"And in the days of those kings shall the God of heaven set up a kingdom, which shall never be destroyed; nor shall the kingdom be left to another people; it shall break in pieces and consume all these kingdoms, but it shall stand for ever" (Dan. 2:44, Jewish Publication Society translation throughout, except where otherwise noted).
   God's kingdom would put an end to man's government. It would bring God's government and last forever. Isaiah spoke of this time. "And it shall come to pass in the end of days, that the mountain [kingdom] of the Lord's house shall be established as the top of the mountains [kingdoms], and shall be exalted above the hills; and all nations shall flow unto it" (Isa. 2:2).
   It will be a time of regathering of scattered Israel (Isa. 27:13). God's rule will be established throughout the earth!
   But, I asked myself, what did the New Testament, that was written in Greek, not Hebrew, have to do with these prophecies?
   I continued with my study of Daniel. He wrote: "I beheld till thrones [governments] were placed, and one that was ancient of days did sit: his raiment was as white snow, and the hair of his head like pure wool; his throne was fiery flames, and the wheels thereof burning fire" (Dan. 7:9).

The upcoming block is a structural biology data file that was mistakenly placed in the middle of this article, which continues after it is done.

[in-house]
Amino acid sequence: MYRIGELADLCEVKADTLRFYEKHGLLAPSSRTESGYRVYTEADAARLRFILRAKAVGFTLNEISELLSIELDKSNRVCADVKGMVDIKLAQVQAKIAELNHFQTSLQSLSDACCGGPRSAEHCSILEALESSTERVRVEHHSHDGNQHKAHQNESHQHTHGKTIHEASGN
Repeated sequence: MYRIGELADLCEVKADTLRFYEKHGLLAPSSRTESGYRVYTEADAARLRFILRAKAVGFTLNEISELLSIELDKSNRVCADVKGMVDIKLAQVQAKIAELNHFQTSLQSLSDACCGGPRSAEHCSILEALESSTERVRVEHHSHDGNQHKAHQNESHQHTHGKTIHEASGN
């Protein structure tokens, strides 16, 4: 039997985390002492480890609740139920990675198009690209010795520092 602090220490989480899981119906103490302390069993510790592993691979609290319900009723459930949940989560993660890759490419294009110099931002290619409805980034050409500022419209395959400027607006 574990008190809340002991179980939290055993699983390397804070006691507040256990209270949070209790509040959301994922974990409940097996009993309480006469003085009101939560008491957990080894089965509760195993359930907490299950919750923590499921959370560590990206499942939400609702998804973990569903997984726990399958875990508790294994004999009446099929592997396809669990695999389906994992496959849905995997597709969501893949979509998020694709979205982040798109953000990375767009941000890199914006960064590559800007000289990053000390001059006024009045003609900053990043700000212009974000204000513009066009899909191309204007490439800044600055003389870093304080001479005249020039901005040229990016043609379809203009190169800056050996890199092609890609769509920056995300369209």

This is no other than God Almighty on his glorious throne!
   Now we come to some eye-opening verses.
   "I saw in the night visions, and, behold, there came with the clouds of heaven one like unto a son of man, and he came even to the Ancient of days, and he was brought near before Him. And there was given him dominion, and glory, and a kingdom, that all peoples, nations, and languages should serve him; his dominion is an everlasting dominion, which shall not pass away, and his kingdom that which shall not be destroyed " (verses 13-14).
   Who is this "son of man"?
   It is evident that God crowns him as king of the entire earth so that he may establish God's kingdom and rule forever.
   Is he a human being? If so, what human would be given such a high and mighty honor?
   Let's see what one can find out from the book of Isaiah about this coming ruler.